And only one scheme in the world, in Sweden, prices a ton of carbon above $100. Clearly, policymakers around the world are going to have to push for much higher carbon prices before CCS and CCUS become commercially viable. How likely is it that they will? The answer is unclear.

Change is in the air, but will it be enough for CCS to prosper?

Last year, the World Energy Council included the prospects for CCUS growth in three long-term scenarios. In one, dubbed Unfinished Symphony, coordinated long-term planning and united global action help CCUS gain traction for decarbonizing industrial processes from 2030.

The technology tips into exponential growth around 2040 but still fails to make a dent in the energy sector because it will be applied to no more than 1.2 percent of global power generation capacity. And that’s the most optimistic scenario.

In a second model, called Modern Jazz, market-led forces result in more uneven economic growth, and the scale-up of CCUS doesn’t happen until around 2050, likely too late to meet climate targets. In a third scenario characterized by less global cooperation, CCUS never achieves mass adoption.   

Despite these sobering models, the World Energy Council remains bullish on CCUS.

“The energy transition has to take [into] account not just electrification pathways but also molecule and heat pathways,” World Energy Council Secretary General and CEO Angela Wilkinson told GTM in an interview. “CCS is a molecule play and a heat play.”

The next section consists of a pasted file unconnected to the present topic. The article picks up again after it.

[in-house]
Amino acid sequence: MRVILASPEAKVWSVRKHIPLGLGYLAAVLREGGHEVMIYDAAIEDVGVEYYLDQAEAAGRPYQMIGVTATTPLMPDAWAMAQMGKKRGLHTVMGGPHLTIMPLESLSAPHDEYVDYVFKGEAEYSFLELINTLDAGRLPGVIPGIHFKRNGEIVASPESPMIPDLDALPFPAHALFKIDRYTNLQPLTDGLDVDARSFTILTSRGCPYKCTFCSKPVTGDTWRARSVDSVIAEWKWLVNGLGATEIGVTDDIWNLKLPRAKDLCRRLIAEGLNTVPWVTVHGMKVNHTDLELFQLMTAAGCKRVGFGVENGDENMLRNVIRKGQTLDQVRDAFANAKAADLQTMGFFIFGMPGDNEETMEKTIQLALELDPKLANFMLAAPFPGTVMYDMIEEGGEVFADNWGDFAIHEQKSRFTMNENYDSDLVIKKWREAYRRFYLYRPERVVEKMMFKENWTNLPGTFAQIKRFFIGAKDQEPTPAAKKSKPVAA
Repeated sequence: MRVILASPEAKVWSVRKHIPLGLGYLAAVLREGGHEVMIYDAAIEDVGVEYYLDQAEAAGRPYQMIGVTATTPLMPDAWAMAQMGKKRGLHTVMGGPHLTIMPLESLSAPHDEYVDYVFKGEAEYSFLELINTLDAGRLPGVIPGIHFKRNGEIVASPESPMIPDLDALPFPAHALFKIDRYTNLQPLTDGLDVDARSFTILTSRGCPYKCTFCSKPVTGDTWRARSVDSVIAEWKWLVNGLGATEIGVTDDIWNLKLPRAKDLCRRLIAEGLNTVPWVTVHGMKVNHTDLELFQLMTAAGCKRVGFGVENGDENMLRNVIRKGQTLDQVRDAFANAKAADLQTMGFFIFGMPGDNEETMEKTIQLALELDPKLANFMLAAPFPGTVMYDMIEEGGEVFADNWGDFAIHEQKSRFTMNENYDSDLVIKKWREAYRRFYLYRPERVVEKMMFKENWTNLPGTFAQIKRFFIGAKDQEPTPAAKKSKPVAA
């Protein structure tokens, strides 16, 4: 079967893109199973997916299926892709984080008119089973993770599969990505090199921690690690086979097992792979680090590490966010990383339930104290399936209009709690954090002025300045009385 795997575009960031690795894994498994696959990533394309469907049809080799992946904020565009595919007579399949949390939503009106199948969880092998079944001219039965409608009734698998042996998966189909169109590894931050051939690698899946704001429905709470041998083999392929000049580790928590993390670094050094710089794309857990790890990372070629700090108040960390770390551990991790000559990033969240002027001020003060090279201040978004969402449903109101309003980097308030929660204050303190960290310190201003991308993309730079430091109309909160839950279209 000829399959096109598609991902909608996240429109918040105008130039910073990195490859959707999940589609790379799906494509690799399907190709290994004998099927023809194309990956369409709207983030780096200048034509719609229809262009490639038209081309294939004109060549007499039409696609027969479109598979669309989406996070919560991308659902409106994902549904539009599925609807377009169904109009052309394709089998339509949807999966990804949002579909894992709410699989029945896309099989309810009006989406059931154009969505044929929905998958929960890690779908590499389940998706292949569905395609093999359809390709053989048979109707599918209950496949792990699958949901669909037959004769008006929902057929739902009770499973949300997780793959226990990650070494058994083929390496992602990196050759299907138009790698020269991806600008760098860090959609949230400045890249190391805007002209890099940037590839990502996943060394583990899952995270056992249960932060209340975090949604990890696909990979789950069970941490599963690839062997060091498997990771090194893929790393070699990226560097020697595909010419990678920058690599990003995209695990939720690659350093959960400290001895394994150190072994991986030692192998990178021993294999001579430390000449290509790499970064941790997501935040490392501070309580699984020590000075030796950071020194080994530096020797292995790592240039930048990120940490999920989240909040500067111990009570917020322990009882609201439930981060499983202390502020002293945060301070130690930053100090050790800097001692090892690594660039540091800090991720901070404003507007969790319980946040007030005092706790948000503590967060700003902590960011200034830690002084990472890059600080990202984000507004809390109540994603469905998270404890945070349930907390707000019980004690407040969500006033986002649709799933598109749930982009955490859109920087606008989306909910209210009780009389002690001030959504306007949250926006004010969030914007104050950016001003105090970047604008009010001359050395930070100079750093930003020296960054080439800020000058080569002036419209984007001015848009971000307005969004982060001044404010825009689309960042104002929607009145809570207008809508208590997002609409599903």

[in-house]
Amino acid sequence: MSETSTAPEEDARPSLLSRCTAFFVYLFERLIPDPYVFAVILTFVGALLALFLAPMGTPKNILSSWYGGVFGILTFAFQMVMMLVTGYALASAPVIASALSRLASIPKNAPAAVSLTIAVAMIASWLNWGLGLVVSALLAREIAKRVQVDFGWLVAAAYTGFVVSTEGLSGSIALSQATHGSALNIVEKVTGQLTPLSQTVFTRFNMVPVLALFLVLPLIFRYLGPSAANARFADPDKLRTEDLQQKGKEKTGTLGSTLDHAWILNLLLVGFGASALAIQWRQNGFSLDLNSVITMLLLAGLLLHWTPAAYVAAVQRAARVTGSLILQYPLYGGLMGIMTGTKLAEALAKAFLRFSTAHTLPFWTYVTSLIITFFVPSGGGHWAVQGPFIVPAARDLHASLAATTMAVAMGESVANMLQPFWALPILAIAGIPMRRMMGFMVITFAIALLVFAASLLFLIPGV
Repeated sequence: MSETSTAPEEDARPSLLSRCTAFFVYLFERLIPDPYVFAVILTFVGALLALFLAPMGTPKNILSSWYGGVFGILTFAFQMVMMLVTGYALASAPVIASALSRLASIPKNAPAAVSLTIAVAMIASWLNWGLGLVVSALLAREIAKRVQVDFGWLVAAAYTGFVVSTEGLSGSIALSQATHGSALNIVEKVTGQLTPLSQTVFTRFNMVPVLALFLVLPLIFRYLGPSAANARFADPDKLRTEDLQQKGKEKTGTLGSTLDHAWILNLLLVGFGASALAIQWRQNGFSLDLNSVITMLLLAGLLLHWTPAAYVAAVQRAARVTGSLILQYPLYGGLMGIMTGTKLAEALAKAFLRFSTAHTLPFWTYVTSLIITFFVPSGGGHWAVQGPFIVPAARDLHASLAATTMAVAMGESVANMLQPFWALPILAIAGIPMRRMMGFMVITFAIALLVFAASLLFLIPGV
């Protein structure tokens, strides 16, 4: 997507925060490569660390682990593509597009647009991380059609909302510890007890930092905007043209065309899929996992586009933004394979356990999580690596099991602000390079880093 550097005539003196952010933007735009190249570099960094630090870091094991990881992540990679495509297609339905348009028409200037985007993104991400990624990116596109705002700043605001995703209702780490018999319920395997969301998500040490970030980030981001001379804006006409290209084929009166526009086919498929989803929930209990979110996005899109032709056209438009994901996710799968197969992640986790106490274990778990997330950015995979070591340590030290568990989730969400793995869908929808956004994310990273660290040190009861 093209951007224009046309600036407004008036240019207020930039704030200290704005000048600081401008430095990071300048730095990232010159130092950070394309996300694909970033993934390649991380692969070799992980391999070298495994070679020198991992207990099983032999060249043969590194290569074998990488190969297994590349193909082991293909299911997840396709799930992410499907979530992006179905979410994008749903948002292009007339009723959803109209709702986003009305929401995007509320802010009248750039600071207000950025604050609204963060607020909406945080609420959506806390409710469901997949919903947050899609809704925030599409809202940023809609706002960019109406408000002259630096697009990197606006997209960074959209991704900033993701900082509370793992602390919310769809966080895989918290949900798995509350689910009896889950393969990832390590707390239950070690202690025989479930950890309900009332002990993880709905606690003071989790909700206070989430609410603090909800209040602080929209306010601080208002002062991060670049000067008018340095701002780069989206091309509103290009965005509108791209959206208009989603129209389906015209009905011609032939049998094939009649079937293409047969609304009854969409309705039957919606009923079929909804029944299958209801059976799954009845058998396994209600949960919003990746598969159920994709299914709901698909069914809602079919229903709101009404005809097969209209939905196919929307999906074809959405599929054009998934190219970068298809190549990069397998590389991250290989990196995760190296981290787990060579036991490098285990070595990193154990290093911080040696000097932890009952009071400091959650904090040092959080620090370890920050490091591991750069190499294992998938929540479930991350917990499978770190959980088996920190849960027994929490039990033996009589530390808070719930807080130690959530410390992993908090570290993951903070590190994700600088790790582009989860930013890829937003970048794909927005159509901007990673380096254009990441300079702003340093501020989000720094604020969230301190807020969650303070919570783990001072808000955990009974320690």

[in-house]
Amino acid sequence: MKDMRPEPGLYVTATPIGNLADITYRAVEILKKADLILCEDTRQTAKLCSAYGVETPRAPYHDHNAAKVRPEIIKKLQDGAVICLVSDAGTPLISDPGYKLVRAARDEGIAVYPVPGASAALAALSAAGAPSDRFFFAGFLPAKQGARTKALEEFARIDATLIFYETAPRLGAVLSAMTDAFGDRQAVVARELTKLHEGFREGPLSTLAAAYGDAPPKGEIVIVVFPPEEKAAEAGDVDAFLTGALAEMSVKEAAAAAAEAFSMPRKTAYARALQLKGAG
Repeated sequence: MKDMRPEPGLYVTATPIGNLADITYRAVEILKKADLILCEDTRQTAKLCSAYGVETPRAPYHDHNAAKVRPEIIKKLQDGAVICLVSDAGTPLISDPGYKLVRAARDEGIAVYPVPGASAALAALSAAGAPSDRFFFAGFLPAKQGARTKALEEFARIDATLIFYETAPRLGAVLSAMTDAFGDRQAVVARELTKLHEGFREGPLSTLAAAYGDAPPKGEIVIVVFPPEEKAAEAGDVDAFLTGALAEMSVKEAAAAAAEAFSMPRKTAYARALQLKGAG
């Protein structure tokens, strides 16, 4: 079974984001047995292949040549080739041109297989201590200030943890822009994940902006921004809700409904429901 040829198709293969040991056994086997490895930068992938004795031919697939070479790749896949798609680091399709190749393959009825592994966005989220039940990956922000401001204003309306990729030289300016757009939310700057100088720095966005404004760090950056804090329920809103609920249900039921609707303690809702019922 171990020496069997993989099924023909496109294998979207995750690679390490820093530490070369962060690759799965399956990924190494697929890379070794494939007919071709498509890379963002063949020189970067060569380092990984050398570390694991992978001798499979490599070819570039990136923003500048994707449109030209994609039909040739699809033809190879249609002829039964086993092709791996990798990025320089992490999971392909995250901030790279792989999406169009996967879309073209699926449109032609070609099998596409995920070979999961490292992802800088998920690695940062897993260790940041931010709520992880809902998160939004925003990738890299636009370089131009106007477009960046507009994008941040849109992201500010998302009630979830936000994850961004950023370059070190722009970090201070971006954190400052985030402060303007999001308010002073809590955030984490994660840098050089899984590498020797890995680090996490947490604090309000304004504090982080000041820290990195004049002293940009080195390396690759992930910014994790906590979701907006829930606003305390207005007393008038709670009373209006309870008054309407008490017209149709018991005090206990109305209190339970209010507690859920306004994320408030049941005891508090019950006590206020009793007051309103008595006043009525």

As well as potentially playing an important role in decarbonization beyond the energy sector, the growth of carbon capture could be poised to benefit from changing attitudes as the coronavirus pandemic hammers economies around the world, she said.

“We have to think about the social energy agenda, the jobs agenda, the affordability agenda and the equity agenda,” she said. “In the next 10 years, disruption and innovation are going to come from the demand side, which is going to shape supply-side economics and choices in a different way.”

An early signal that change is in the air came about this year when the World Energy Council complemented its long-term scenarios with models about how the world might emerge from the coronavirus crisis. Its energy transition “radar” measures how many of these signals of change each scenario presents.

The most promising recovery pathway, with more than 38 percent of signals detected, reflects high-ambition, high-trust action plans that might help accelerate progress to an Unfinished Symphony-style scenario in the future, with CCS being pulled from beyond the power sector, Wilkinson said.

But despite the World Energy Council’s optimism, other observers remain cautious about the future for carbon capture. 

European energy researcher Schalk Cloete said that if policymakers were to adopt the kind of carbon-pricing strategies that the IEA believes are needed to keep warming to within 1.7 degrees of current levels, “we’ll see lots of CCS.”

On the other hand, “if it stays like in the ‘stated policies’ scenario, there will be quite little,” he said in an email. “The biggest uncertainty is related to policy. In summary, if politicians get serious about a 1.5-degree-to-2-degree world, CCS will do its part. If this does not happen, it will be slow going.”